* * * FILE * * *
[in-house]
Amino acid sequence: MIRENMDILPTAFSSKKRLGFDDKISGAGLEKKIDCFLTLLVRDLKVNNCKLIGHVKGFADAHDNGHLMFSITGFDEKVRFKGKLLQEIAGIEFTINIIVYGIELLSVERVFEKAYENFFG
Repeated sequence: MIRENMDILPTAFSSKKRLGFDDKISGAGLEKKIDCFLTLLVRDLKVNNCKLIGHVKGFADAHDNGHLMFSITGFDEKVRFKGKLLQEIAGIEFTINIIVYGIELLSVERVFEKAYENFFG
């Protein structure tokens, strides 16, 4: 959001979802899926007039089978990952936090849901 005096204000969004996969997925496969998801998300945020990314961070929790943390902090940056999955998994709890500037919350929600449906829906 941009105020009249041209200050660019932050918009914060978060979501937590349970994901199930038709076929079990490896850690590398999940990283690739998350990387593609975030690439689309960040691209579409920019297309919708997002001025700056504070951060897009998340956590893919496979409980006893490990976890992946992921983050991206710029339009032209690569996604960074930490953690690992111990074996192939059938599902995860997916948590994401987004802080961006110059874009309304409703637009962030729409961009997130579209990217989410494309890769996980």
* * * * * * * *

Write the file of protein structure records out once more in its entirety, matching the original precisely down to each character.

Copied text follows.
[in-house]
Amino acid sequence: MIRENMDILPTAFSSKKRLGFDDKISGAGLEKKIDCFLTLLVRDLKVNNCKLIGHVKGFADAHDNGHLMFSITGFDEKVRFKGKLLQEIAGIEFTINIIVYGIELLSVERVFEKAYENFFG
Repeated sequence: MIRENMDILPTAFSSKKRLGFDDKISGAGLEKKIDCFLTLLVRDLKVNNCKLIGHVKGFADAHDNGHLMFSITGFDEKVRFKGKLLQEIAGIEFTINIIVYGIELLSVERVFEKAYENFFG
């Protein structure tokens, strides 16, 4: 959001979802899926007039089978990952936090849901 005096204000969004996969997925496969998801998300945020990314961070929790943390902090940056999955998994709890500037919350929600449906829906 941009105020009249041209200050660019932050918009914060978060979501937590349970994901199930038709076929079990490896850690590398999940990283690739998350990387593609975030690439689309960040691209579409920019297309919708997002001025700056504070951060897009998340956590893919496979409980006893490990976890992946992921983050991206710029339009032209690569996604960074930490953690690992111990074996192939059938599902995860997916948590994401987004802080961006110059874009309304409703637009962030729409961009997130579209990217989410494309890769996980």